To get heat from the sun, go solar-thermal. Obviously that's not much use for heating or clothes drying.

There is one heating method that's not so bad: heat pumps. Those can transfer 2-3 times as much heat as the electricity they consume.

To store heat with solar-thermal, you need lots of thermal mass. The heat-transfer fluid (glycol) will obviously be some of that mass. But it doesn't need to be all of it! You can fill the storage tank with rocks, (note a misconception I'll describe at the bottom) as long as the glycol can still circulate through it. If your home has high thermal mass as part of a passive solar design, that mass counts too. There's nothing wrong with pumping extra heat into the house while the sun is out, especially if you're absent.

You will also need ways to keep snow off the collectors during your extended absences. Given the northern clime it may be worth putting the panels straight vertical - think about that option when laying out the site - but blowing and sticking snow may still be a concern.

And then, you will need to think about coping with potential long periods of no useful sun owing to weather. It may be worth thinking about a fuel "backup heater" of some kind but you will need a very substantial tank if you won't be around to resupply it.

There is an interesting misconception about thermal mass, which is the term-of-art used within the industry. The term is actually wrong. Mass doesn't store temperature - atoms do, at roughly the same amount per atom. And in solids, roughly the same number of atoms fit in the same space... so most solids (volumewise) are roughly equivalent in heat storage. Ranging from 1.8 to 3.0 J/cc/degK of volumetric heat capacity. It's best to work in volume, because people design homes in terms of volume (dimensions) not mass. Given the narrow spread, material X vs material Y won't perform that differently, but cost certainly varies. And that's always a factor in the capitalist real world.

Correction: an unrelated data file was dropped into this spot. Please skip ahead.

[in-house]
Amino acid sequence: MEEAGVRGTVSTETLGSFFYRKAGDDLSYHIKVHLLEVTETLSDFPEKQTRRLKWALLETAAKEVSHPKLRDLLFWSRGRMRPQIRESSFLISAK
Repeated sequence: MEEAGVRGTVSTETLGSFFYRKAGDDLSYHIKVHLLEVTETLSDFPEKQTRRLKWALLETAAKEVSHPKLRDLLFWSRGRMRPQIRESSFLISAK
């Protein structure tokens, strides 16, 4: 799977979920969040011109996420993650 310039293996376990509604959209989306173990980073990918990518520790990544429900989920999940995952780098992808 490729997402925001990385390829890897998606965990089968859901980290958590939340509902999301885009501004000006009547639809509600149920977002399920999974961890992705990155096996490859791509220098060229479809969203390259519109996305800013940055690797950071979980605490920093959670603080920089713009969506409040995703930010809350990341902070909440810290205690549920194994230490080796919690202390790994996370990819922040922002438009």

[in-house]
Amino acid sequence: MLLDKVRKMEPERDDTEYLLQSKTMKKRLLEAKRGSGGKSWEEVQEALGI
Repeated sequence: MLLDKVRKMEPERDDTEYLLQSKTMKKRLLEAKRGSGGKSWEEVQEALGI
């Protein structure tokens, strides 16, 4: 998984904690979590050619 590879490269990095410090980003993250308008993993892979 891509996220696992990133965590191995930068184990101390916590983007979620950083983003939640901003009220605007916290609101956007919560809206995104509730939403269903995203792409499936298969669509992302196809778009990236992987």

They say the best things in life are free. That'd be plain water at at 4.1 J/cc/°K. It is literally the perfect thermal "mass" if you can engineer away the freezing problem (i.e. drain the thermal-storage calandria when you're away). If cost is no object, use 50/50 glycol at 3.8, not only dense but pumpable. If cost is an object, well, that's where common materials come in, even if their performance is as little as half of water. It's worth minding their values, but unit conversions throw a lot of people (and crash space probes) - stick with volume-based units: joules per cubic centimeter per °K and direct SI equivalents (MJ/m3/°C etc.) Here are some sources.

  • Stones are a bad idea. True, stones have more mass per unit volume. But you are not taking into account the specific heat of each substance. Water stores roughly 20 times more heat per kg than stone. True, stone is more dense. But only about 2.5 times more dense. So, water holds about 8 times more heat per unit volume than stone. Thus, adding stones to your tank loses you thermal mass. Commented Jun 5, 2016 at 5:50
  • 1
    Your numbers don't sound right to me. Mass doesn't enter into it. Scientifically speaking, I think the relevant unit is "volumetric heat capacity", 2-3 J/cm3degC for most solids. True, water wins at 4.1, but now we march across campus to where they study the Dismal Science. OP needs Glycol (3.8) and that loses horribly on cost, while only being better than rocks by a factor of 1.4 to 1.9. Rocks are cheaper. en.m.wikipedia.org/wiki/Volumetric_heat_capacity Commented Jun 6, 2016 at 19:20
  • You expressly state that the OP "need(s) lots of thermal mass." Yet even by your numbers, he loses thermal mass by adding rocks (I guess that explains your shift to cost as a justification). But your numbers are wrong. Look at everything that could fairly be considered a "rock" in this table: bit.ly/214aQmh You'll see that common values hover around .2. Water is 4.18. So, water will hold ~20 times more heat per unit mass. You get to "volumetric heat capacity" by properly accounting for the density difference which I did and which should have been clear. Commented Jun 6, 2016 at 23:57
  • 1
    Stone is about 150lb/ft^3. That is 150lbs/7.5 gallons or 20 lbs per gallon. Water is about 8 pounds per gallon. 20/8=2.5 So, just assume the rock has 2.5 times more heat capacity (per unit mass) than it does, and you can directly compare that number with 4.19 of water. So, .2*2.5=.5. That means that per unit volume, water has 8.36 times more heat holding capacity than most rocks. True, you could pick an "exotic" rock that is better than .2. But not much. Indeed, displacing water with rubber balls would work better (rubber~=.5)!! Commented Jun 7, 2016 at 0:06